St. Petersburg Times
Special report
Video report
  • For their own good
    Fifty years ago, they were screwed-up kids sent to the Florida School for Boys to be straightened out. But now they are screwed-up men, scarred by the whippings they endured. Read the story and see a video and portrait gallery.
  • More video reports
Multimedia report
Print Email this storyEmail story Comment Email editor
Fill out this form to email this article to a friend
Your name Your email
Friend's name Friend's email
Your message
 

Painting isn't just one man's treasure

The Dunedin man was cruising down the road when he spotted a painting by a Highwaymen artist at a yard sale.

By MEGAN SCOTT
Published August 20, 2005


[Times photo: Scott Keeler]
"I don't know anything about art,'' says Cash Cutler, 31, of Dunedin. But he recognized this Highwaymen painting at a yard sale. "If it had been any other painting that wasn't a Highwaymen, I would have walked right by it.'
If You Go:
An exhibit featuring more than 40
Highwaymen paintings is on display
at The Studio@620, 620 First Ave. South,
St. Petersburg. From 10 a.m. to 6 p.m.
today Saturday, some of the original
Highwaymen artists will be there to
meet the public and sell their work.
For more information, call 895-6620.

DUNEDIN - Cash Cutler laid down $4 for a painting at a yard sale last week.

Now he's hoping to get $2,000 for the Highwaymen piece.

Cutler was cruising around Clearwater last Saturday when he spotted the painting from the car window. He immediately pulled over to take a closer look.

When he saw that it was done by Alfred Hair, a.k.a. A. Hare, he knew he had to have it.

"I don't know anything about art," said Cutler, 31. "If it had been any other painting that wasn't a Highwaymen, I would have walked right by it. I happened to read a lot about the Highwaymen."

The Highwaymen were a group of African-American artists from Fort Pierce who started painting Florida landscapes in the 1950s.

Most galleries did not showcase black artists' work at that time.

So the 26 artists sold their work up and down Florida highways from the trunks of their cars, prompting James Fitch, a collector of regional art, to name them the Highwaymen in 1994.

The group, which included one woman, would paint fast and furious, each producing up to 30 paintings a day and selling them for $15 or $20 each.

"They would have these all-night painting parties," said Tony Hayton, who lives in Ottawa, Canada, and has 60 Highwaymen paintings. "Hair would hang up 30 boards along trees, and he would start his paintbrushes, going from one painting to the next.

"They would paint for a few days, go out and sell for a few days," he said. "Sometimes the paint was still fresh."

Fitch said it is rare to find a Highwaymen so cheap these days because of recent media coverage. When the New York Times ran a feature on the Highwaymen in 2001, the prices for the paintings shot up.

Still, "in spite of all the publicity, not everybody knows what's going on," said Fitch, who also is the founder of the Florida Museum of Art and Culture at South Florida Community College in Avon Park.

Phillip Tunison, who sold Cutler the painting, said he had never heard of the Highwaymen. He wouldn't have sold the painting at a yard sale if he had known its worth, he said.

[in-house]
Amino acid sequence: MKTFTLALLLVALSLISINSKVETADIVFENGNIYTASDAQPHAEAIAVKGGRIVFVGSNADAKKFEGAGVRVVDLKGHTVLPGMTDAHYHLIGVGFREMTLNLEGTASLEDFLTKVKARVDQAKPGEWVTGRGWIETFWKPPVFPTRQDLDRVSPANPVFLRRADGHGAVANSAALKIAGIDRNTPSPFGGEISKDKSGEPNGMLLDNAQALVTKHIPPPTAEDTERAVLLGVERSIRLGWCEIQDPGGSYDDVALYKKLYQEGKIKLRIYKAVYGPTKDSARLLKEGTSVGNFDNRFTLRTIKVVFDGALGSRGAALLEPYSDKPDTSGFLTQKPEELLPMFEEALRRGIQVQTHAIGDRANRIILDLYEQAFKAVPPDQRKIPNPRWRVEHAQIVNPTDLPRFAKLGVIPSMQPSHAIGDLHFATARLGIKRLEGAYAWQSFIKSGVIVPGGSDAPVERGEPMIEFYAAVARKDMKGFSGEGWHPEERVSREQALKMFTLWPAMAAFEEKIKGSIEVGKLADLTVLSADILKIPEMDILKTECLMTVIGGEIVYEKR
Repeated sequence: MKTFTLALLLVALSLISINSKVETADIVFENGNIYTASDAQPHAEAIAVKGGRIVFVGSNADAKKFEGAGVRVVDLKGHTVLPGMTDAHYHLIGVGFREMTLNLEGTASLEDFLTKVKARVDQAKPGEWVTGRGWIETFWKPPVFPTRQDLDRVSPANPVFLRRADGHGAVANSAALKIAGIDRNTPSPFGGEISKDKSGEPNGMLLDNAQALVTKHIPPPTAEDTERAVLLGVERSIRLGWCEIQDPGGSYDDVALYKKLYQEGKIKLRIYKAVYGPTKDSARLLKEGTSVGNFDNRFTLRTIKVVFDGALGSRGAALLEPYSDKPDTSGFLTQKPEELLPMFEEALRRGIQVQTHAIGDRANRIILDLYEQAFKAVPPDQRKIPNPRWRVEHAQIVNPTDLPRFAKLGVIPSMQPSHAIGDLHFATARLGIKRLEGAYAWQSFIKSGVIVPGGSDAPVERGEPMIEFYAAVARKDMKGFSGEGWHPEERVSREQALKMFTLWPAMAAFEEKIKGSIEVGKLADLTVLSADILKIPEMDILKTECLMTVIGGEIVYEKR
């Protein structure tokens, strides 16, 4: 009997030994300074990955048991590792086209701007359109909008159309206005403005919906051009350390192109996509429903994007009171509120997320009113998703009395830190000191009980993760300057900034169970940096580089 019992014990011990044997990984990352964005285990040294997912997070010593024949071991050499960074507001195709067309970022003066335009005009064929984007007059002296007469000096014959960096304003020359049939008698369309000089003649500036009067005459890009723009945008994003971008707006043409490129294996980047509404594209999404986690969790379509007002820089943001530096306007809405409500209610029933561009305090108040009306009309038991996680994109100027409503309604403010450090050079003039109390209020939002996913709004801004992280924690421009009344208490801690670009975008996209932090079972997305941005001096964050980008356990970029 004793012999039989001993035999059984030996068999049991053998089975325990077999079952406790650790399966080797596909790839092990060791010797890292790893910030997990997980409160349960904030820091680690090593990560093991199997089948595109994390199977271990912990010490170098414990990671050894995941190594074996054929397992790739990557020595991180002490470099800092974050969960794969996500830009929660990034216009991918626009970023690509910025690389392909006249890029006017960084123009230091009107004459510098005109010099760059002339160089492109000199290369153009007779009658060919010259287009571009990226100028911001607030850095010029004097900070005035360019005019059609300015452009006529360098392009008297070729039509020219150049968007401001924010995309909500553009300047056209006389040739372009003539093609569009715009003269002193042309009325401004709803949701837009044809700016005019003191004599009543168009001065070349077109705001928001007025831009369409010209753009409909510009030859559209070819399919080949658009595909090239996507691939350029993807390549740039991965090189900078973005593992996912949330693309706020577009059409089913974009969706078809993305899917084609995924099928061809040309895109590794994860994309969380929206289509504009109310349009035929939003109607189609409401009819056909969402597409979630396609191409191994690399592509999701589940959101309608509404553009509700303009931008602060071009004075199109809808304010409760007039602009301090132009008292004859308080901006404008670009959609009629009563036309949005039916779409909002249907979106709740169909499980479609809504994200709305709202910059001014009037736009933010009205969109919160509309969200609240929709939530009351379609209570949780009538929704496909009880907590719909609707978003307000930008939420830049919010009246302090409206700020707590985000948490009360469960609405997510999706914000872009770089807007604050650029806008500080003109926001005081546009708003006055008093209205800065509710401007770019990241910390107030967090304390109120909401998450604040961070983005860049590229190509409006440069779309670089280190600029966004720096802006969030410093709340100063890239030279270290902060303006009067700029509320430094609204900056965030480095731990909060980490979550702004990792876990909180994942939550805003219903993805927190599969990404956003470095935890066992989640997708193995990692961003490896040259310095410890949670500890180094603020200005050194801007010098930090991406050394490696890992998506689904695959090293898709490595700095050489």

Paintings by Hair and Harold Newton generally command the most money, mainly because both are dead, Fitch said.

Hair was shot in a barroom brawl in 1970.

His work has only become more valuable since then.

"I call them the last great American art movement of the 20th century," Hayton said. "I believe that people are going to look back on these artists 50 years from now and say that was a special period of time.

"It's kind of like the Beatles," he added. "There will only be one Beatles."

The painting Cutler purchased is still in the original crown molding and on an upsom board, the canvas material the Highwaymen used to cut down on costs.

It depicts a beach scene with white clouds on a blue backdrop, waves crashing against the shore and two palm trees leaning in the breeze.

There is no title (the Highwaymen didn't name their paintings) or date.

But the signature A. Hare is on it.

Cutler said he took it to the Gas Plant Antique Arcade in St. Petersburg to make sure it was real.

The dealer offered him $800.

He said no thanks. He knew he could get more money for the painting.

Yvette Lew, co-owner of Gas Plant Antique Arcade, said a couple of dealers at her business sell Highwaymen paintings.

A few are $1,000, she said. Some are going for $2,000.

Cutler is hoping he can snatch at least $2,000 for this one.

He plans to get a letter of authentication and then put it on eBay.

Until then, he is admiring the treasure over his fireplace.

"I would like to keep it," said Cutler, who is married and has a 2-year-old daughter and a son on the way. "But I like $2,000 more.

"I am very lucky," he added. "I found this just driving down the street."

Megan Scott can be reached at 727 445-4167 or mscott@sptimes.com

IF YOU GO

An exhibit featuring more than 40 Highwaymen paintings is on display at The Studio@620 620 First Ave. S, St. Petersburg. From 10 a.m. to 6 p.m. today, some of the original Highwaymen artists will be there to meet the public and sell their work. For more information, call 895-6620.

[Last modified August 20, 2005, 01:15:20]


Share your thoughts on this story

[an error occurred while processing this directive]
Subscribe to the Times
Click here for daily delivery
of the St. Petersburg Times.

Email Newsletters

ADVERTISEMENT